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You didn't connect the motor directly the arduino board (no transistor), did you?
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No, I didn't, but thanks for asking.  Sorry I misunderstood the question.  The pump motor I'm using has a control board with it, so I only need to supply a 0-5 volt signal to the control board in order to run the motor from zero to full speed.  In fact, being new to this sort of thing, I made sure the motor I bought came with a control board! 
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Next time, turn the power off before rewiring. It can prevent the smoke from coming out  smiley-grin
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Avoid throwing electronics out as you or someone else might need them for parts or use.
Solid state rectifiers are the only REAL rectifiers.
Resistors for LEDS!

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I have blown 1 chip while utilising Parallel Programmer and another accidentally inputting AC power into it and it just blasted and also DON FIREWORKS on the Breadboard while inputting high voltage on Low Voltage ranking caps.

I have learned a lot and in this Computer Science you learn a lot and you continue always its never ending ,You are learning even on the day you Die, its so much Deep.

Another thing, AC power never Forgives, if you are wrong! at your concept it makes sure it Punishes you!
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Next time, turn the power off before rewiring. It can prevent the smoke from coming out  smiley-grin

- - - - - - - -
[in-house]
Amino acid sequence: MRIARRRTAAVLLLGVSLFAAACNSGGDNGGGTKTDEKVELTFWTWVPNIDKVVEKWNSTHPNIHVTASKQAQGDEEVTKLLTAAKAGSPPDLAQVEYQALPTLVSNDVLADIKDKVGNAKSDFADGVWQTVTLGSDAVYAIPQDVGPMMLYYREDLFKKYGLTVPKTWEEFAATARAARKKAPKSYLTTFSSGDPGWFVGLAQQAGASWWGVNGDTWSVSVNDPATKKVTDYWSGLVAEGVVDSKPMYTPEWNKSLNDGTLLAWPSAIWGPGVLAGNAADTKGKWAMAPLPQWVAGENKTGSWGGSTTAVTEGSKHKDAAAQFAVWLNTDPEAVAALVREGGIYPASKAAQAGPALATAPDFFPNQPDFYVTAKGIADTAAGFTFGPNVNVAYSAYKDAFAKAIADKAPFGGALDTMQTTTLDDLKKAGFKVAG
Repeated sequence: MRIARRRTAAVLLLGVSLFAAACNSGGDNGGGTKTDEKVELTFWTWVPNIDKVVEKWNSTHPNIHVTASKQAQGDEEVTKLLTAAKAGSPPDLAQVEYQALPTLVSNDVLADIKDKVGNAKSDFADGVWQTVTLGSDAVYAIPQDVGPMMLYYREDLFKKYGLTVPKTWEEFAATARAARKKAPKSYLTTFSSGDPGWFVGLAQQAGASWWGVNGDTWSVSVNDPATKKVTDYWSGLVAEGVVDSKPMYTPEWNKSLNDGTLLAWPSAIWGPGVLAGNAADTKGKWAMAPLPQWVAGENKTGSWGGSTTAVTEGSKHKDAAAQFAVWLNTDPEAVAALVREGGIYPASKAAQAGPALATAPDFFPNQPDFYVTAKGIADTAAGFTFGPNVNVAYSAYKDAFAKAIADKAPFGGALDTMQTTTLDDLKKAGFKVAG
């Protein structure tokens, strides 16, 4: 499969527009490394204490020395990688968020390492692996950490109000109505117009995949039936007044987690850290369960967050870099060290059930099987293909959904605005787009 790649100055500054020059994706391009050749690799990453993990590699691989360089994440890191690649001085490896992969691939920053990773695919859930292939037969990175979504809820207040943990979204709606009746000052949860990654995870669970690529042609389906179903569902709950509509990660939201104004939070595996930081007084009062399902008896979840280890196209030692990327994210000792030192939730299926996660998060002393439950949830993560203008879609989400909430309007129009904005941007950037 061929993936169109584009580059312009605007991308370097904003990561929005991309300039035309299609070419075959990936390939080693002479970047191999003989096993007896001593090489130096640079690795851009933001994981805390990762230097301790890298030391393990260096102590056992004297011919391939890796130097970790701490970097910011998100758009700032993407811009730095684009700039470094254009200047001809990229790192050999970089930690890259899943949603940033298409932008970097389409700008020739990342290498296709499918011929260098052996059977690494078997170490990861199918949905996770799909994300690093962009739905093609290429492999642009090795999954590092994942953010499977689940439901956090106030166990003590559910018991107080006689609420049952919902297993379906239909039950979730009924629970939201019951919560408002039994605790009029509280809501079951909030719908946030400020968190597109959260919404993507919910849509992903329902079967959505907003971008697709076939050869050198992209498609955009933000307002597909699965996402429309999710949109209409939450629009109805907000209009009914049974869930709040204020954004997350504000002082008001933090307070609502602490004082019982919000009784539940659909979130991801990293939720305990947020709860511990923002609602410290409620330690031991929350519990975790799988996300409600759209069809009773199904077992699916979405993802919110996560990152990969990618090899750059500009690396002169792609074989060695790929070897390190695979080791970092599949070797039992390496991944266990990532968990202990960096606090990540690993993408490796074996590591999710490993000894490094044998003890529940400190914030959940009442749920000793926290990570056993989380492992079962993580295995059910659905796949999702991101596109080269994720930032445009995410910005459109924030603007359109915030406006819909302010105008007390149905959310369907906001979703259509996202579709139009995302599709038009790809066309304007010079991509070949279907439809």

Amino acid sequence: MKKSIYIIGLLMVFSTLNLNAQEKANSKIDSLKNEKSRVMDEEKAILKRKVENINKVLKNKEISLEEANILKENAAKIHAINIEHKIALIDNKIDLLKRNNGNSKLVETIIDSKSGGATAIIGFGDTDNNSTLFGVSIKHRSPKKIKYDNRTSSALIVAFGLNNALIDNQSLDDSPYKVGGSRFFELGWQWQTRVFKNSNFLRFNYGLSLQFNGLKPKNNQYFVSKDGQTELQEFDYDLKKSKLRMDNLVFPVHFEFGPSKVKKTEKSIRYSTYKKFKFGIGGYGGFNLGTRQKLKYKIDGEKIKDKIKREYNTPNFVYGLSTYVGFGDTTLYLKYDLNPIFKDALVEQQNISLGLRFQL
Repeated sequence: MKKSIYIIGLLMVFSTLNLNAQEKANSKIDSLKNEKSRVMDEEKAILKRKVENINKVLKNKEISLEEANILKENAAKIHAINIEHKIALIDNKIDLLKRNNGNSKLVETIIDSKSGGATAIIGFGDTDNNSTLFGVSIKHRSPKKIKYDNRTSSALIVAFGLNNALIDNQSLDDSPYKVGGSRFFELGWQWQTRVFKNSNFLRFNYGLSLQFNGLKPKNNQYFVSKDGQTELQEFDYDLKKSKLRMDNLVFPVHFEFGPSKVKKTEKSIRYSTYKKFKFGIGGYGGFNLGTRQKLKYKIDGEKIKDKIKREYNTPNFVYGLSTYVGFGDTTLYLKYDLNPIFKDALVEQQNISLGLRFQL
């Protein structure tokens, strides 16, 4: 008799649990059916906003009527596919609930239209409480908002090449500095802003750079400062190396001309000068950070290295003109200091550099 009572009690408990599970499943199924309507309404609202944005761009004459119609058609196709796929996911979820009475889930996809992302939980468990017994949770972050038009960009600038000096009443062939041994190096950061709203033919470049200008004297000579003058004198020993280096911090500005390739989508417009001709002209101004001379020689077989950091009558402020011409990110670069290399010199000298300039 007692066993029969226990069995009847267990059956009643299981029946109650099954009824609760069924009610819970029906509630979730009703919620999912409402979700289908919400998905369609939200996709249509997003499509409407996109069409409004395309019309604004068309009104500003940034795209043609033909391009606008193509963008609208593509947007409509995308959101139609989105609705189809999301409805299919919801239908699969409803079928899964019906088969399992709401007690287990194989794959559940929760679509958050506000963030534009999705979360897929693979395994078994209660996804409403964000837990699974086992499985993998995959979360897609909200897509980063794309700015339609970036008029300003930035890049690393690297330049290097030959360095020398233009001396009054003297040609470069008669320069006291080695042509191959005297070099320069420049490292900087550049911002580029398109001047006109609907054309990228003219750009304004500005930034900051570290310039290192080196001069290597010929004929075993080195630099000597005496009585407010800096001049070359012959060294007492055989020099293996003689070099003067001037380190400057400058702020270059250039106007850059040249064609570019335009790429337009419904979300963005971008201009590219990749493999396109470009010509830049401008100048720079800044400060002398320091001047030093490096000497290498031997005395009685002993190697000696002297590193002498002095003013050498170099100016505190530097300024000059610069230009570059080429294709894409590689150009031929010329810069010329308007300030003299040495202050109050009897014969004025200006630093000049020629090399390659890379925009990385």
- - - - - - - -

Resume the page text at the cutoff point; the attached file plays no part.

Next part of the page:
Good advice.  Maybe I'll do that when I have only a few good pins remaining  smiley-twist

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I have learned a lot and in this Computer Science you learn a lot and you continue always its never ending ,You are learning even on the day you Die, its so much Deep.

You are right, I have learned a ton since I bought an Arduino 2 months ago.  Much of what I learned was from YouTube and this forum.  The rest was from figuring it out on my own because I was afraid to ask a question on the forum!
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because I was afraid to ask a question on the forum!
You shouldn't be, I have never seen anyone put down for asking a "dum" question. In my book there is no such thing, if you don't know then you don't know.

There is however a dum way to ask a question, which is not the same thing. Like the people who ask what is wrong with their code without posting it.
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You shouldn't be, I have never seen anyone put down for asking a "dum" question. In my book there is no such thing, if you don't know then you don't know.

Thanks for the encouragement.  I think my perception of "put down" is probably different than yours.  The main thing was I didn't want someone to point out something that I could have worked out for myself.  So far I've been able to answer my own questions by looking it up on this forum (thank you all!) or performing some kind of test with the components or software.